The New American Bible Revised Edition (2011) is without a doubt a magnificent translation. It is the outcome of a consummate labor of love of leading scholars in the Catholic Biblical Association of America (the royalty dispute, now resolved, involved the bishops on the one hand and CBA of America on the other; for the long-suffering chronology of the revision, go here).
A palpable improvement over the original NAB OT on every page, NABRE OT accomplishes this, according to its own preface, by being a more literal translation than its predecessor.
The NABRE OT also bears the battle scars of the conflict in progress at the intersection of gender-in-translation and what counts as appropriate English diction in a translation of the Bible. NABRE OT overall makes a large number of concessions to the felt need of some that a Bible translation avoid generic masculine language. The NABRE Psalms, on the other hand, retain as a rule generic masculine language. The reason for the complex situation is explained in the preface to NABRE OT (2011):
The present translation has generally made all references to human beings inclusive in the recognition that “man,” “men,” and “he” are increasingly heard as gender-specific in North American English. Unfortunately, in literary/ proverbial registers old usage of such words persists. It has not been possible in every instance to adopt inclusive language, for some circumlocutions are awkward.
The cited paragraph is found on p. 4 of the print edition of NABRE I own, published this year by Saint Benedict Press, available in First Communion and Confirmation editions among others. Is it the case that NABRE OT has generally avoided gender-generic “man,” “men” and “he” in translation? It depends on what one means by “generally.” Gender-in-translation is the most contentious issue in English Bible translation today. Perhaps this is the reason why the above paragraph is omitted in the Kindle edition of NABRE. The Preface might have noted that, in the case of the NABRE Psalms, a guideline of liturgiam authenticam was followed: “In the translation of terms contained in the original text, the same person, number, and gender is to be maintained insofar as possible.”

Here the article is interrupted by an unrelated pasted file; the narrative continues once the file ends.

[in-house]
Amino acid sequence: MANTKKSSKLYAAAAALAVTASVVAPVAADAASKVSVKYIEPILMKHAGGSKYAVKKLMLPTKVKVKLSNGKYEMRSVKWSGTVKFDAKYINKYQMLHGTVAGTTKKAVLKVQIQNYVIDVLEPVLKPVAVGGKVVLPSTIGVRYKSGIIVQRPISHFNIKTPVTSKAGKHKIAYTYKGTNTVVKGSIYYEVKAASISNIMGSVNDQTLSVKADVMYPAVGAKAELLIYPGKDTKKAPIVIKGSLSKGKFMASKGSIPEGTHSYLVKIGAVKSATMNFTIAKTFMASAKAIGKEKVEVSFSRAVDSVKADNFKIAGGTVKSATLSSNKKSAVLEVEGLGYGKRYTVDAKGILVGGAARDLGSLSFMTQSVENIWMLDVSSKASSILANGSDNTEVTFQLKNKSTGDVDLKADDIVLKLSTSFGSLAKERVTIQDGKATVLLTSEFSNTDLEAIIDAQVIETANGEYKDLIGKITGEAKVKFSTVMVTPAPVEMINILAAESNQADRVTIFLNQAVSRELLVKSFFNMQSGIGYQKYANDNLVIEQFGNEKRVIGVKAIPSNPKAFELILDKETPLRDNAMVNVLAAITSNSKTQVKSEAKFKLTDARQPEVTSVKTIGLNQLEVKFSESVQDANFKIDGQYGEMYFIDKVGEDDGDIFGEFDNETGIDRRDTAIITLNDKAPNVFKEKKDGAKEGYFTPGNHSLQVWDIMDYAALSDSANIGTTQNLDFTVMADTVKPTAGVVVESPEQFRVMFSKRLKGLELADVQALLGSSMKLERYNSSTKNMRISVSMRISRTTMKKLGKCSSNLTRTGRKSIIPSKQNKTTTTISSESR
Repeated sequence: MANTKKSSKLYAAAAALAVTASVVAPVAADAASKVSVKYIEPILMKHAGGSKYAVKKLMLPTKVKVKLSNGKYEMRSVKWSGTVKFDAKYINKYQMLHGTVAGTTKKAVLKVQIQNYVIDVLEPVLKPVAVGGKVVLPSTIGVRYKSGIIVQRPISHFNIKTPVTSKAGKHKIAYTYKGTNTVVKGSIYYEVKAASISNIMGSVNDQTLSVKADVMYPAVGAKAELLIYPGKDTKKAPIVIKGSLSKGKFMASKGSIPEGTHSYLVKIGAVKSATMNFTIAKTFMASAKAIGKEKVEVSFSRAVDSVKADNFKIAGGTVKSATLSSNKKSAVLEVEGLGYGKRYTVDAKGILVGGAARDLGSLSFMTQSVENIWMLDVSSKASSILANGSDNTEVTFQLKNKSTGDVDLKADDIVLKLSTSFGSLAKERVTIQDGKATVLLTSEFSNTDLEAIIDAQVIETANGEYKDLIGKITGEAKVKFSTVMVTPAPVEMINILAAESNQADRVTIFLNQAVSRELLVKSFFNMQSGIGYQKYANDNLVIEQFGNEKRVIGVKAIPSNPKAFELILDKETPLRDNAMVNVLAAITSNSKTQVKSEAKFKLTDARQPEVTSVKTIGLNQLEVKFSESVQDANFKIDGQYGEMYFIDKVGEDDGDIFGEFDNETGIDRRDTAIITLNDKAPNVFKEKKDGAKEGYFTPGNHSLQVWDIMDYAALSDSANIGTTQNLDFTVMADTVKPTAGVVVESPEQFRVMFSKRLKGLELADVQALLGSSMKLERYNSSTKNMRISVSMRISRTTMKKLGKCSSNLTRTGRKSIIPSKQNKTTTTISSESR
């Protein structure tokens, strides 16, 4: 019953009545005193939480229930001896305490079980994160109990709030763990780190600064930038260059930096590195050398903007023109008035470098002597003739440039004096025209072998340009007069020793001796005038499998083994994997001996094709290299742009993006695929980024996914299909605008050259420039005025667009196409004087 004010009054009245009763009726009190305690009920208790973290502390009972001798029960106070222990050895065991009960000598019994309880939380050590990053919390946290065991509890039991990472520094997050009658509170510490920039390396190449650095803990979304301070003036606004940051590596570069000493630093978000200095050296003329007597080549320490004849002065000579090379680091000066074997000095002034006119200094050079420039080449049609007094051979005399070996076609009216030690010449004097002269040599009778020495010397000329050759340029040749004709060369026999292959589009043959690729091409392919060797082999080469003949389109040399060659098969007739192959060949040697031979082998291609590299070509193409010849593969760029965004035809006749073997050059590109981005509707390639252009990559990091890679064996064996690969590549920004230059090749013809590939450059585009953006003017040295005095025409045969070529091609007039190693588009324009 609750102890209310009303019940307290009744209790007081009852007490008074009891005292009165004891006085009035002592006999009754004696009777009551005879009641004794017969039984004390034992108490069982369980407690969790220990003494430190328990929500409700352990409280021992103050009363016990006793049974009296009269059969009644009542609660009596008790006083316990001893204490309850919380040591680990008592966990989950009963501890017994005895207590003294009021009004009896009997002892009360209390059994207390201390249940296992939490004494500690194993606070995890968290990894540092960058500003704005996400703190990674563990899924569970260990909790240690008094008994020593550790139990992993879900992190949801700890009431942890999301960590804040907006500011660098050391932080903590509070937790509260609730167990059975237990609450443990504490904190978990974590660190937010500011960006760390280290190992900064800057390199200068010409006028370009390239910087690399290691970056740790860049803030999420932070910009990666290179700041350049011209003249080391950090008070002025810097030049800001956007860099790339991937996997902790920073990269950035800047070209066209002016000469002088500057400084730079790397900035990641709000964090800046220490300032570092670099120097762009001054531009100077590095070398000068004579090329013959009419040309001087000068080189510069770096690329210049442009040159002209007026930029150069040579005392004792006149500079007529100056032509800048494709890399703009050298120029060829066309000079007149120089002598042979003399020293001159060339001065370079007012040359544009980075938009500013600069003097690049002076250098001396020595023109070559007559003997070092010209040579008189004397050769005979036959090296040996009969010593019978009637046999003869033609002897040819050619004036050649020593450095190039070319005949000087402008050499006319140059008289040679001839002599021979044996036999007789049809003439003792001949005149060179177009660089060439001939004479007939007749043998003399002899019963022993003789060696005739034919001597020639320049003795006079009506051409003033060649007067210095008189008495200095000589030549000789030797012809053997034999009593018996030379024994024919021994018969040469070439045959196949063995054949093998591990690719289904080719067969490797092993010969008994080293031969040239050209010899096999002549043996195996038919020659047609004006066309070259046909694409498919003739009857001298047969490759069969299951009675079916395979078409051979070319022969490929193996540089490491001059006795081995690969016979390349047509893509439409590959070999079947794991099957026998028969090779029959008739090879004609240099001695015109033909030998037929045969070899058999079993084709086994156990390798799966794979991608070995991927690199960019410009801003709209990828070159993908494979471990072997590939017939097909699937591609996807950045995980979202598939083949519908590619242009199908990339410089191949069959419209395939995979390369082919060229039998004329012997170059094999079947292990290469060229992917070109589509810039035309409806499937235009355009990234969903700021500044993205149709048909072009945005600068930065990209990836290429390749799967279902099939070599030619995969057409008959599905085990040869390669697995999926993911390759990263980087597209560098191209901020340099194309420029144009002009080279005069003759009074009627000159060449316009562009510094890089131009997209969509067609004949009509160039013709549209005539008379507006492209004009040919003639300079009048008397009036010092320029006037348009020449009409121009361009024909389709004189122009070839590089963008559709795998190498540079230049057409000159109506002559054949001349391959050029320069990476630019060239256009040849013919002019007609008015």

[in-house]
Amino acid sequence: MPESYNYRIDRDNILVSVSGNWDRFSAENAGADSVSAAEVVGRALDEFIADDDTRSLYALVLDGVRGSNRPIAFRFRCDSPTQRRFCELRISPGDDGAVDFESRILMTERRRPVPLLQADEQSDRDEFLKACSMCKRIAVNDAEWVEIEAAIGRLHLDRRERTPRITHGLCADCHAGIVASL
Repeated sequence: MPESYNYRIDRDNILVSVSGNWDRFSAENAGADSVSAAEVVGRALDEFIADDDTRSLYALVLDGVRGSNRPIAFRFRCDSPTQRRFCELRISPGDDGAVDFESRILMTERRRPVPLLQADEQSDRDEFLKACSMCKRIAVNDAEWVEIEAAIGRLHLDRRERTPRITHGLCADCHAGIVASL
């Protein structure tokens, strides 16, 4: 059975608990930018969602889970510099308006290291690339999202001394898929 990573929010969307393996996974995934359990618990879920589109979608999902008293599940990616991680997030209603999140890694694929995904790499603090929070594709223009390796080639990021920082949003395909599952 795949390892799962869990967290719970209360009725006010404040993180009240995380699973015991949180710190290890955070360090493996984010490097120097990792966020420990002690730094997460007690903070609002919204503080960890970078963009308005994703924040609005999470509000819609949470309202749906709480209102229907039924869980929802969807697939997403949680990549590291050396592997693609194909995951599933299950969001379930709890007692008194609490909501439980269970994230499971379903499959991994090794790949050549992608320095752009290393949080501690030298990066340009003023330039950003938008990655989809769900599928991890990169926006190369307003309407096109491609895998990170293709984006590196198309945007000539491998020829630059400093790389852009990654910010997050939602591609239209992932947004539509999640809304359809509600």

The translators of NABRE OT (2011) were caught between a rock and a hard place. On the one hand there was a desire to adopt gender-inclusive language; on the other hand, there was the requirement to adhere to Liturgiam authenticam. The result: NABRE OT (2011) comes down in the middle, not necessarily a bad thing. NABRE OT (2011) is more conservative, on questions relating to gender in translation, than the most recent Jewish translation of the Pentateuch, The Contemporary Torah: A Gender-Sensitive Adaptation of the JPS Translation (Philadelphia: Jewish Publication Society, 2006). It is also more conservative than two recent Protestant translations of the Bible, the liberal Protestant Common English Bible (2011) and the evangelical Protestant NIV (2011). The NABRE Psalms (2011) in particular have a more timeless feel than the Psalms of the Protestant translations just noted. Here is an example from Psalm 49 that illustrates my point, 49:12b-13 [v 12b belongs with v 13]:
קָרְאוּ בִשְׁמֹותָם עֲלֵי אֲדָמֹות
וְאָדָם בִּיקָר בַּל־יָלִין
נִמְשַׁל כַּבְּהֵמֹות נִדְמוּ
“They named countries after themselves”
—but man does not abide in splendor.
He is like the beasts—they perish.
though they had named lands after themselves.
People, despite their wealth, do not endure;
they are like the beasts that perish.
though they called lands by their own names.
People won’t live any longer because of wealth;
they’re just like the animals that pass away.
NABRE (2011) is superior in this locus to NIV (2011) and CEB (2011). NABRE does not add a concessive “though” at the head of v 12b – an expedient which becomes necessary only if one accepts the received division into verses as gospel truth. It retains the terseness of the Hebrew; it seeks to preserve its diction, but not to the point of coining odd expressions – CEB’s “they called lands by their own names” is an awkward coin which unnecessarily calques the underlying Hebrew. In v 13 NABRE preserves both sides of a salient textual contrast in acceptable high-register English: “man” – “beasts.” In deference to the felt need of avoiding generic masculine language, NIV preserves only half of the traditional, high-register diction: “beasts.” CEB is more consistent: it uses common English all around: “people” and “the animals.”
But common everyday English is not the best fit for a translation of the Psalms. The language of the Psalms in NIV and CEB is breezy and fresh; in the Hebrew, the language is “rhythmically compact” and relies “on a repertoire of traditional images and stereotypical phrases” (Robert Alter).
The language of the Psalms in NABRE is more faithful to the stylistic choices of the original than that of NIV and CEB. Conformity to the gender-in-translation guidelines of liturgiam authenticam helped to make it so.